Labor Unions and Graduate Students

Labor unions are legally-recognized entities that represents employees in collective bargaining with their employer during negotiations over a contract that determines hours, wages, and terms & conditions of employment. The right of private-sector employees to unionize is protected by the National Labor Relations Act (NLRA). A decision by the National Labor Relations Board (NLRB) in 2016 ruled that graduate students in paid assistant roles are statutory employees under the NLRA. The 2016 Columbia decision reversed an earlier 2004 Brown decision that ruled graduate students are not statutory employees under the NLRA.

One of the most impactful ways a union interacts with represented employees and their employer is through contract negotiations, a process typically called collective bargaining. During this process, a union selects a bargaining team that engages in negotiations with the employer to write a contract that governs employee wages, hours, and terms & conditions of employment for a set length of time. However, this process is a negotiation; not all union demands may be satisfied by the final contract. Some union demands can even be rejected outright during the bargaining process if they fall outside the scope of items specified by the NLRA! Furthermore, the NLRA defines types of unlawful conduct by the union during negotiation and strike actions. While a union is legally authorized and protected by the NLRA, a union is also restrained by the NLRA. These restrictions also apply to what items a union can force negotiations over and a union’s conduct.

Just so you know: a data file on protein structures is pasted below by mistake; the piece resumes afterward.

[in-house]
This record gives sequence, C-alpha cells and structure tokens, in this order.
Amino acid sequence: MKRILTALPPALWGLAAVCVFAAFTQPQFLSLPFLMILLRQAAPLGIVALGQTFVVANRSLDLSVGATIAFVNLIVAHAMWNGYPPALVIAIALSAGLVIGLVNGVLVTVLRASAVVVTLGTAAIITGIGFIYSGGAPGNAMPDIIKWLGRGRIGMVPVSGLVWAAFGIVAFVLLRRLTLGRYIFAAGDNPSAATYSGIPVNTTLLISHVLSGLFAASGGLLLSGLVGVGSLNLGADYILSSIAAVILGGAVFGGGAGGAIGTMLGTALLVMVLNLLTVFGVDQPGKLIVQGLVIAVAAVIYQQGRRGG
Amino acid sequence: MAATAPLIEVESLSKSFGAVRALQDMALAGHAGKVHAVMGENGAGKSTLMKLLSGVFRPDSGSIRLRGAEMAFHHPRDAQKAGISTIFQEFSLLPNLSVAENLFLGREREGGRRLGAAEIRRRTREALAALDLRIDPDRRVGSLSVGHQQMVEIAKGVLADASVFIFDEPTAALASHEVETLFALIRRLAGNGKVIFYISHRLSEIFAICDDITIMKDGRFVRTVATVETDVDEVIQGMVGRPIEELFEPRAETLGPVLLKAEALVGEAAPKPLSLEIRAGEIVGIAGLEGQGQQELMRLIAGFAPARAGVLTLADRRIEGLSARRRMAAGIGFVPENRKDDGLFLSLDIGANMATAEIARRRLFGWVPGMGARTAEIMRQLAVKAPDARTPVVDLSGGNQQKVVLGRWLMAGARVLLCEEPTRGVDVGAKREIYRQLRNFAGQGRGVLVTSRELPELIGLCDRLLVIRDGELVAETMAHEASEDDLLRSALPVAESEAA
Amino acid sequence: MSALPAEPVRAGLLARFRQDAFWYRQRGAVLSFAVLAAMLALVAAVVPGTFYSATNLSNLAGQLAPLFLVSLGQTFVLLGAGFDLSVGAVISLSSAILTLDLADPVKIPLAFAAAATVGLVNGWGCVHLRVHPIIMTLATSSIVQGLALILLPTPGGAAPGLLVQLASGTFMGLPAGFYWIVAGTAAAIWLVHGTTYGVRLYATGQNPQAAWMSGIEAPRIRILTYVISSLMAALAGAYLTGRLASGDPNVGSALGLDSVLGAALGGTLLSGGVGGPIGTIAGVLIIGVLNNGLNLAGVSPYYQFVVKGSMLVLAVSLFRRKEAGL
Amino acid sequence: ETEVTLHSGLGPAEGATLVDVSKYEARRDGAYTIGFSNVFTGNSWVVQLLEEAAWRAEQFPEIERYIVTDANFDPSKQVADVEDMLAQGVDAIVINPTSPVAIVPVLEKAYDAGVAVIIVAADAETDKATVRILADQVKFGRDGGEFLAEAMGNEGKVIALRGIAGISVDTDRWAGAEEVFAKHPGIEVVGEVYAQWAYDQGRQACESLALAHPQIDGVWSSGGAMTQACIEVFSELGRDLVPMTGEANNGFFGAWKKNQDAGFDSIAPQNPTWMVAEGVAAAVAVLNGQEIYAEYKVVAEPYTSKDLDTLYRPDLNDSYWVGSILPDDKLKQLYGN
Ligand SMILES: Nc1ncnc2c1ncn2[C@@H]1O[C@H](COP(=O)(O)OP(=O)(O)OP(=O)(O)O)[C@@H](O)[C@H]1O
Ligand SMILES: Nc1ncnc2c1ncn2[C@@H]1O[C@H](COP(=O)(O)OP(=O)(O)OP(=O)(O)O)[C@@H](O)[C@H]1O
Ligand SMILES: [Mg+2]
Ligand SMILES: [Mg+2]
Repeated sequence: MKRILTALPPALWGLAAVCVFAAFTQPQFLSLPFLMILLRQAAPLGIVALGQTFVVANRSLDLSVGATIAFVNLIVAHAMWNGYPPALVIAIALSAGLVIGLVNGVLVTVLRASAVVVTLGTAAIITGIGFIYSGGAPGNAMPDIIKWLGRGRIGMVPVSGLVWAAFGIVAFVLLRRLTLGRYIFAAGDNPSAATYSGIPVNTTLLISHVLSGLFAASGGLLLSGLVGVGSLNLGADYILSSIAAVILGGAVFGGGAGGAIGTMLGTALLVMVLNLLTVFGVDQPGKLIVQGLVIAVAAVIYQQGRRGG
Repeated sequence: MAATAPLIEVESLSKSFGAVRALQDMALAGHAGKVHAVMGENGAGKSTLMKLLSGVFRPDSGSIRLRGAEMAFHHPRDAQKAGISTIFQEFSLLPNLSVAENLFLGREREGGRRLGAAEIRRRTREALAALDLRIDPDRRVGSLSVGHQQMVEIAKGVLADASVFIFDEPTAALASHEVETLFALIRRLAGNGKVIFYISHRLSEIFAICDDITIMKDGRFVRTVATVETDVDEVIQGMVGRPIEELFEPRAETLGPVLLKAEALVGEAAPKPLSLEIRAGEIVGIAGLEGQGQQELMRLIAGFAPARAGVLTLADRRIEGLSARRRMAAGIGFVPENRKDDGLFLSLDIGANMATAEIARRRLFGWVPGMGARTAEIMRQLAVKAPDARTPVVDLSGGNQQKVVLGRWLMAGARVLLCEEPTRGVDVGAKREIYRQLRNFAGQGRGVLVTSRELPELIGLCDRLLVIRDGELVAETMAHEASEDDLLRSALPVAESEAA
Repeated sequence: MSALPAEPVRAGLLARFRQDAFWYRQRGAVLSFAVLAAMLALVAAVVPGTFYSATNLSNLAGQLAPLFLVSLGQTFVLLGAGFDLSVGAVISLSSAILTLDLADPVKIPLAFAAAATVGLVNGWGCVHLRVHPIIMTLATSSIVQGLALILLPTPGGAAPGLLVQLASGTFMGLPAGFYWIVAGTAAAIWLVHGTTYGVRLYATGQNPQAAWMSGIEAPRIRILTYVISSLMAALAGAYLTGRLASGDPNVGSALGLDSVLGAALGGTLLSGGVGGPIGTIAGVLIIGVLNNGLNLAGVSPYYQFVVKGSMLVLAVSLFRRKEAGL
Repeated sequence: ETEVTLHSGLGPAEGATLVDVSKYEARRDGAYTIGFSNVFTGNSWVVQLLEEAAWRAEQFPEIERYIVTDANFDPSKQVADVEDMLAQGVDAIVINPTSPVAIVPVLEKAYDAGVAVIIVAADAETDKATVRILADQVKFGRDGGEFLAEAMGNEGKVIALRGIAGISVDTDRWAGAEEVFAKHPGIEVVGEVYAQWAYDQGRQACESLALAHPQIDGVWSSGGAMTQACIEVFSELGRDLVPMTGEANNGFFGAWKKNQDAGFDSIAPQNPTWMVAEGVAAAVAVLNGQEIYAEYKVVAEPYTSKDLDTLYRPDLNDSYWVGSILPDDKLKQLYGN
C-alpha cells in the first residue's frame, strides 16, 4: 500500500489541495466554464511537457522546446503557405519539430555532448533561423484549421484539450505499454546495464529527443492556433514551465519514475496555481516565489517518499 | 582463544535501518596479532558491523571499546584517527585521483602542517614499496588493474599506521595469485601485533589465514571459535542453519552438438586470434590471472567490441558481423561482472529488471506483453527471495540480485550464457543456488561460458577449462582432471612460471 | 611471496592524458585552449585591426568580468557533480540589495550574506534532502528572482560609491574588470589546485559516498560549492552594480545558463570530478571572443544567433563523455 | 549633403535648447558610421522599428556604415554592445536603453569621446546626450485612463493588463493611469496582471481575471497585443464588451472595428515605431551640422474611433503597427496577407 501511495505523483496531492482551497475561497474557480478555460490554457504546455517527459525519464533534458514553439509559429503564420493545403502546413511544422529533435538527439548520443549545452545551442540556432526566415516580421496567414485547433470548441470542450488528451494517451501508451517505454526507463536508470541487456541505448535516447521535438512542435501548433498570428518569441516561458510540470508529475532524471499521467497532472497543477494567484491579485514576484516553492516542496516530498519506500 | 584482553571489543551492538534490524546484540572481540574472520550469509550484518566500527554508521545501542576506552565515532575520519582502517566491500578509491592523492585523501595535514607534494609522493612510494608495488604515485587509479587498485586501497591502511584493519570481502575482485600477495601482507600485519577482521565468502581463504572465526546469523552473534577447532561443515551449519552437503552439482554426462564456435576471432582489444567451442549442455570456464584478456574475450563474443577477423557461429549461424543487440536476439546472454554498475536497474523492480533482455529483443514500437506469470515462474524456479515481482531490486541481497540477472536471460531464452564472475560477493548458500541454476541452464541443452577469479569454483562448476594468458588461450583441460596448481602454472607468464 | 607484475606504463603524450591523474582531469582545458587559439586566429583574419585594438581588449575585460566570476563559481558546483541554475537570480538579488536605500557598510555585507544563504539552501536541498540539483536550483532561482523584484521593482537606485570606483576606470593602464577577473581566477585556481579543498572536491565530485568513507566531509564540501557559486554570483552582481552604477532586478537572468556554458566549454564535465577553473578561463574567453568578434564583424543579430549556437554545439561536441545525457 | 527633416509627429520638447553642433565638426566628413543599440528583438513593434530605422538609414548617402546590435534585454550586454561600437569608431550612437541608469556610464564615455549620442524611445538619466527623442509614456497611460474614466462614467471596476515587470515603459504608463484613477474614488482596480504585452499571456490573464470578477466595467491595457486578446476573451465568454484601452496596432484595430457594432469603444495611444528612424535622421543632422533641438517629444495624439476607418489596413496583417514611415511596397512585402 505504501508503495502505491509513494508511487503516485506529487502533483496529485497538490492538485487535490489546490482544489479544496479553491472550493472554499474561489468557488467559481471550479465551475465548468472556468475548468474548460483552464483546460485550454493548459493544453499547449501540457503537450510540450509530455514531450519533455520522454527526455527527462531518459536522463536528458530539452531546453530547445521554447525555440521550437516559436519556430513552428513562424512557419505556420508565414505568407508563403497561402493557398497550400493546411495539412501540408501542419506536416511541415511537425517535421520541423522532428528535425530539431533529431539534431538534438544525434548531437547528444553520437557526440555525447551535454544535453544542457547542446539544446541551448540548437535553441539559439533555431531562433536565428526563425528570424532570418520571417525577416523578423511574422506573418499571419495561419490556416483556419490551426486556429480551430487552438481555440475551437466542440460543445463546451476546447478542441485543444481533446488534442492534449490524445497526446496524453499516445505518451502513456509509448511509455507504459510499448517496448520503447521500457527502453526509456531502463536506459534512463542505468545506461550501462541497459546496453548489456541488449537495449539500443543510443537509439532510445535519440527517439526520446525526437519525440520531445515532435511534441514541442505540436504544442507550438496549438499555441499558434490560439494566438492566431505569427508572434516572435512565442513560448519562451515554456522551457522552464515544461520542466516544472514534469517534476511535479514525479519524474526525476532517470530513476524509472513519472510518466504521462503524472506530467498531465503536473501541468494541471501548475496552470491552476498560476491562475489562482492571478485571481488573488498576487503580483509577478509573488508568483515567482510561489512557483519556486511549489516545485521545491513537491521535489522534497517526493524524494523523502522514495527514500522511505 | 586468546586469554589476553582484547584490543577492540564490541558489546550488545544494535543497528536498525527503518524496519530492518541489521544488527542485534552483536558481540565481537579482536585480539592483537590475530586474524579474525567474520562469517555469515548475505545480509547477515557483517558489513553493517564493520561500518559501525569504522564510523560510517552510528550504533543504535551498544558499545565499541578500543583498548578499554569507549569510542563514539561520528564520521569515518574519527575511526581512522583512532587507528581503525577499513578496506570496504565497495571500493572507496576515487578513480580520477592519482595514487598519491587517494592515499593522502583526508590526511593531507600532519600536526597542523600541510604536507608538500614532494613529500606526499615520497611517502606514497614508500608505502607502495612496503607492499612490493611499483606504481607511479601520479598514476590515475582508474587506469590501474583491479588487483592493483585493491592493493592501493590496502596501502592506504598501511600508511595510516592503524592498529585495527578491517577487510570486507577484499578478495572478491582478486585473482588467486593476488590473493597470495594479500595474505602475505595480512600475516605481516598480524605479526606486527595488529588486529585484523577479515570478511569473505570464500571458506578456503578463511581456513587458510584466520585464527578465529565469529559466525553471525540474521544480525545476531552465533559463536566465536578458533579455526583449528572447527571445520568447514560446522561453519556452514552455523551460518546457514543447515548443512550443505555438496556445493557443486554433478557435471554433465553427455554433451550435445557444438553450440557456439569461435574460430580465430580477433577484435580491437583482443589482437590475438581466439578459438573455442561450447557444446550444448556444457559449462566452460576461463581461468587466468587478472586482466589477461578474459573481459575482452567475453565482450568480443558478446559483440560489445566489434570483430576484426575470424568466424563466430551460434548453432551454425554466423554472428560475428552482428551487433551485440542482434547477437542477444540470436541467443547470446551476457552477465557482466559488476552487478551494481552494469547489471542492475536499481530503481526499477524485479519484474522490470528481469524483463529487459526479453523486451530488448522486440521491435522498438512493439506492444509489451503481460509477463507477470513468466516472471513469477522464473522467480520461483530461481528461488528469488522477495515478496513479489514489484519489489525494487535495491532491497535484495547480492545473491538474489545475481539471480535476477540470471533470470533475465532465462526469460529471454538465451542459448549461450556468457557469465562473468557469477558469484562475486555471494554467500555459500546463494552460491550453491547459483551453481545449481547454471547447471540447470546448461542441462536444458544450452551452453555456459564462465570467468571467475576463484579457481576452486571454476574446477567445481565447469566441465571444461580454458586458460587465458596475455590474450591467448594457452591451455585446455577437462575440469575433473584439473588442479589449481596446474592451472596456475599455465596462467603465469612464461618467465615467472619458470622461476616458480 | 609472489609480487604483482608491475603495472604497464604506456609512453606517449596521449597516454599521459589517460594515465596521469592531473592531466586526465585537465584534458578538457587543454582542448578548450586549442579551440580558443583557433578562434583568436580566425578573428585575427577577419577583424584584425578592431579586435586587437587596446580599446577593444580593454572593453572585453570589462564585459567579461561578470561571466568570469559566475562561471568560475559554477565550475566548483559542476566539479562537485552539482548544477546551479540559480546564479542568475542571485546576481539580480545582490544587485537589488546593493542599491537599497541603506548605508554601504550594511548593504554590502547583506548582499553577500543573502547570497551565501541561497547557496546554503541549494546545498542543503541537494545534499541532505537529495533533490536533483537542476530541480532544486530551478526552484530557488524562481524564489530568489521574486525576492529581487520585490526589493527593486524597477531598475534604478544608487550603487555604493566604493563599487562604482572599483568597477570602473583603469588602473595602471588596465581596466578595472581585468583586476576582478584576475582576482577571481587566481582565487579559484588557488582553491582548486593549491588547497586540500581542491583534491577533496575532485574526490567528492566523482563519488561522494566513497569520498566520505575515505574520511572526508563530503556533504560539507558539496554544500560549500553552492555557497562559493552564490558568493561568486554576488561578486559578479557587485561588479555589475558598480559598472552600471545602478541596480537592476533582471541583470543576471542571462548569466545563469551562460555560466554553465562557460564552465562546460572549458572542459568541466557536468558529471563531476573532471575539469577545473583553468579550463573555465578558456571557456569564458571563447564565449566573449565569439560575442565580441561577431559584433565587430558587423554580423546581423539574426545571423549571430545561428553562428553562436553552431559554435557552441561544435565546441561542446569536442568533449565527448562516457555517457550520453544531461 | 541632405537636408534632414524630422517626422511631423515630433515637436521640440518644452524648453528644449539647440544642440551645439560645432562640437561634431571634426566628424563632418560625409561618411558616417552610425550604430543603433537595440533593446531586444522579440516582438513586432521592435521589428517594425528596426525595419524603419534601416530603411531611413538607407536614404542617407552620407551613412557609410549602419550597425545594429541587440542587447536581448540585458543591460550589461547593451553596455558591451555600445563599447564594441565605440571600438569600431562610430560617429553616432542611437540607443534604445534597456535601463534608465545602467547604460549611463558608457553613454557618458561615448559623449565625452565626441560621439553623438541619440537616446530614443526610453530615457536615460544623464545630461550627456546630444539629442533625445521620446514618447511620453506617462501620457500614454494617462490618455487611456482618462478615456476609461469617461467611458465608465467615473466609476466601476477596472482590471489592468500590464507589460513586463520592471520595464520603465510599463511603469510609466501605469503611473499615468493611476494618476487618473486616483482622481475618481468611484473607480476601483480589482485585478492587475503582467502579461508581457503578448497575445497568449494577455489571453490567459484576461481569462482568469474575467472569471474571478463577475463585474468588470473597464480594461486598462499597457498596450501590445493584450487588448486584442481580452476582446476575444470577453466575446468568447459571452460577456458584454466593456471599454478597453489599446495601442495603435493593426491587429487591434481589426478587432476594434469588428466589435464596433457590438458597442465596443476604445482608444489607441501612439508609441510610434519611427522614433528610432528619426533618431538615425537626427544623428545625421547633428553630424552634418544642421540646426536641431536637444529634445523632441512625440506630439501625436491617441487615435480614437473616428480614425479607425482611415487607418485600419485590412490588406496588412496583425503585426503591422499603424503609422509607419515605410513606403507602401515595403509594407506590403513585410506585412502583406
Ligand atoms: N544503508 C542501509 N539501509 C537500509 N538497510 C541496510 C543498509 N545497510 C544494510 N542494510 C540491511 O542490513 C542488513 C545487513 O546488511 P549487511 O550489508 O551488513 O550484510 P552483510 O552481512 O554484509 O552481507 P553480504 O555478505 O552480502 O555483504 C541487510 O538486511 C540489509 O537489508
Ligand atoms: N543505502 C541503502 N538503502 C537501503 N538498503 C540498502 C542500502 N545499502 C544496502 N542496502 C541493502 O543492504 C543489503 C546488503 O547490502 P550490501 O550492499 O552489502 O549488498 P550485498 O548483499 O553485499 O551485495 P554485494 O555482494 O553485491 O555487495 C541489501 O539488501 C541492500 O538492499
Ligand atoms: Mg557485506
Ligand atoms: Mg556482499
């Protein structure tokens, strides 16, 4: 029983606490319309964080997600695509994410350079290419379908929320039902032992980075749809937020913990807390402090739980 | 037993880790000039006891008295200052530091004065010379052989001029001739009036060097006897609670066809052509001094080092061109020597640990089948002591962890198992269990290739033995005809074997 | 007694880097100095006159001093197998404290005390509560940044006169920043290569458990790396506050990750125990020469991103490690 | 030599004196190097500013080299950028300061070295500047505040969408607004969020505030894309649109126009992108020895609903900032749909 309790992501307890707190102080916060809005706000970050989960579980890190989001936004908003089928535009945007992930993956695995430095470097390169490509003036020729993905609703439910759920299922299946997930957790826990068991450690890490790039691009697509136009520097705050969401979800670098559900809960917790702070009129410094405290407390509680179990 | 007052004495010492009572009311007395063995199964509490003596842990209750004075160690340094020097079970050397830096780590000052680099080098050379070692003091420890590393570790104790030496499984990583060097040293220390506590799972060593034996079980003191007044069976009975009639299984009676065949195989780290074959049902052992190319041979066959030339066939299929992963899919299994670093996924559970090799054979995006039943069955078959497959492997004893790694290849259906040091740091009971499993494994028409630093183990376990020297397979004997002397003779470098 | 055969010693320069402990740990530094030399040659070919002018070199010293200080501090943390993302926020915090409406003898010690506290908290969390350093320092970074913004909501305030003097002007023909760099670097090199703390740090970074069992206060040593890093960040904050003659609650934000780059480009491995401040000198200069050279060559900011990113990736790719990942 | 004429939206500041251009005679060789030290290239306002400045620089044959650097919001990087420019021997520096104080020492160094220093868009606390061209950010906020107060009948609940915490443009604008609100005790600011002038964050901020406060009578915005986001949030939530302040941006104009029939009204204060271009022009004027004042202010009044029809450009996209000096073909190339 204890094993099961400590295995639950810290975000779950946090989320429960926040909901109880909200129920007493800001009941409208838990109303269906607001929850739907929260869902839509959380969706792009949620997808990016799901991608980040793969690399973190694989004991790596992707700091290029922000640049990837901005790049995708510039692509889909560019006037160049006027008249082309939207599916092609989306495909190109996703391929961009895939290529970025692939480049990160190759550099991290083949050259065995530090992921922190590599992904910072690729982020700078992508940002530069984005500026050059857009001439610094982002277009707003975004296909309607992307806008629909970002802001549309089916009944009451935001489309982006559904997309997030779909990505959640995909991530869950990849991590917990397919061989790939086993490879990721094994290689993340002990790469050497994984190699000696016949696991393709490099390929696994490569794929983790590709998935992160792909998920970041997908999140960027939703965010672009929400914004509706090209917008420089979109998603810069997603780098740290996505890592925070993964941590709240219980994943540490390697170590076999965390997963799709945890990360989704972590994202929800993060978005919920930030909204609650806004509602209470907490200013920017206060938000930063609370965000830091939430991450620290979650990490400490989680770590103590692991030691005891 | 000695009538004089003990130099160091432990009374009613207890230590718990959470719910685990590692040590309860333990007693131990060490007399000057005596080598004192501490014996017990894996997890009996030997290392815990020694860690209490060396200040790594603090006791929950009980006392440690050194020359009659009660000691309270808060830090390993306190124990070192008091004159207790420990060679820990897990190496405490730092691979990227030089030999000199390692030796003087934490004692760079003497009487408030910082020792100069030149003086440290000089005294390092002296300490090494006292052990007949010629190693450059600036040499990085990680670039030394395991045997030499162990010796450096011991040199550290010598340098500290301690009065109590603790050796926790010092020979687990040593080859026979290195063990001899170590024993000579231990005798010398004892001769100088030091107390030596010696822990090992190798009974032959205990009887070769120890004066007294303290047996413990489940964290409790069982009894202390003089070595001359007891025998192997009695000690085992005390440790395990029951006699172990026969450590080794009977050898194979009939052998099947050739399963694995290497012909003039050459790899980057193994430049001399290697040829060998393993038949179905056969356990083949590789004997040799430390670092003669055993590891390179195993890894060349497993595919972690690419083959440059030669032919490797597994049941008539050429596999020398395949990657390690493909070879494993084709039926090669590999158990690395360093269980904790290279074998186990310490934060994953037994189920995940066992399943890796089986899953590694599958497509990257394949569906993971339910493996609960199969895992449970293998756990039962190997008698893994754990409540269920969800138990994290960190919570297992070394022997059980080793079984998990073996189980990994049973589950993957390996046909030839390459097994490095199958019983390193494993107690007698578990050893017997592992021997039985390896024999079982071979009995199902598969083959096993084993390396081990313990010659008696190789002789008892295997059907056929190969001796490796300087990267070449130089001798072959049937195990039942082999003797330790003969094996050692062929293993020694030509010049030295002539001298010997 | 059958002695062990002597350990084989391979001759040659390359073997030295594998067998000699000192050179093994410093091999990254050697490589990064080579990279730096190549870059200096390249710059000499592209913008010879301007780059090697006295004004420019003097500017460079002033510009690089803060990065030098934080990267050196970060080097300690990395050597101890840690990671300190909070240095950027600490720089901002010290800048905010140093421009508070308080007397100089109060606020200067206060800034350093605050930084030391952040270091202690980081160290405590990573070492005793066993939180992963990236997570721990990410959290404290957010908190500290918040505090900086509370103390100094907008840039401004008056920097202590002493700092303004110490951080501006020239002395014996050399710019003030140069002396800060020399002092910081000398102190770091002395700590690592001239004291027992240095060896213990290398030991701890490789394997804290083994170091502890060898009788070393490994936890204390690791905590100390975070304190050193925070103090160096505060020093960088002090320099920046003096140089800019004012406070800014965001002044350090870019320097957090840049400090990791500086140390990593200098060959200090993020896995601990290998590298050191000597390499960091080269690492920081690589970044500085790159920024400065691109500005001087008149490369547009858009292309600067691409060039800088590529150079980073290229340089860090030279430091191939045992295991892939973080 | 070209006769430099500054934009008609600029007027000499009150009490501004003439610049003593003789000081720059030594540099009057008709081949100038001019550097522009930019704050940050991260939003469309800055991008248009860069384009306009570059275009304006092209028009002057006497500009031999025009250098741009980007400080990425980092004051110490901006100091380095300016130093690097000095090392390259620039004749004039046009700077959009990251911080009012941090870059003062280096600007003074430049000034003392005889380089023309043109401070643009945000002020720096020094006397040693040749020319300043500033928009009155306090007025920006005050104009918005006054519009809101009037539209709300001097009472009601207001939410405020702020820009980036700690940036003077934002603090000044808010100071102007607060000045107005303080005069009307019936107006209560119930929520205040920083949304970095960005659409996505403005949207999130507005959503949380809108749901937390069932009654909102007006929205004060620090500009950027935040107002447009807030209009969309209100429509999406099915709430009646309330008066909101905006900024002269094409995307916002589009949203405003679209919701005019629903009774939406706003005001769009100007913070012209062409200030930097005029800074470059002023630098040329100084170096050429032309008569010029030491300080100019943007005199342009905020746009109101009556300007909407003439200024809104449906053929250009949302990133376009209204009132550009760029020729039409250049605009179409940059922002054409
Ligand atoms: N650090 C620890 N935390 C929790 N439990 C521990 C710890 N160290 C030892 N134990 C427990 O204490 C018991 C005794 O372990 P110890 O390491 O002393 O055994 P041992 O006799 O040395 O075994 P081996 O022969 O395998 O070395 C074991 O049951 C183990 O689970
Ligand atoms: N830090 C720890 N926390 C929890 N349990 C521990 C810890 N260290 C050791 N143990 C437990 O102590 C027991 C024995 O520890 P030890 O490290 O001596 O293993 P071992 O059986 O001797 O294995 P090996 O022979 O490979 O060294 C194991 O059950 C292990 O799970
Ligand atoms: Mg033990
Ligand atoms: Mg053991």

Who Wants to Unionize Us?

Unionization efforts on campus are currently led by Princeton Graduate Students United (PGSU), in partnership with the American Federation of Teachers (AFT). PGSU is a group of Princeton grad students that formed in the fall of 2016, in response to the Columbia decision by the NLRB. Shortly after forming, PGSU decided to affiliate with AFT, a national union, and its state chapter AFTNJ. Current efforts to promote unionization are a joint effort of PGSU and AFT, with AFT providing financial and material support to PGSU.


You may have heard about similar AFT-affiliated unionization efforts at Cornell, including their still-undecided election results from March 2017. Cornell Graduate Students United (CGSU) is a remarkably similar organization to PGSU that is involved with the unionization effort there. Interestingly, CGSU formed in 2014 and has a history of three years of action at Cornell without a singular focus on unionization. Despite this longer organizing period at Cornell, the vote appears to be headed for a defeat of the proposed union, pending resolution of challenged ballots. Furthermore, a group of CGSU members calling themselves the Rank and File Democracy Caucus has formed to voice their objection to how the unionization campaign was run and the conduct of AFT and NYSUT (New York State Union of Teachers). At what cost are we similarly pursuing unionization at Princeton?

How Unionization Occurs

The following chart provides an overview of the unionization process. To the best of our knowledge, we are currently at the first step.

unionization process flowchart 1 copy.png

How Would Unionization Work at Princeton?

The unionization process is already underway at Princeton! From what we can ascertain, PGSU are currently still at step one, measuring union support among graduate students at Princeton with the help of AFT. We advise you to not sign any cards or statements, independent of whether you are told they are not authorization cards.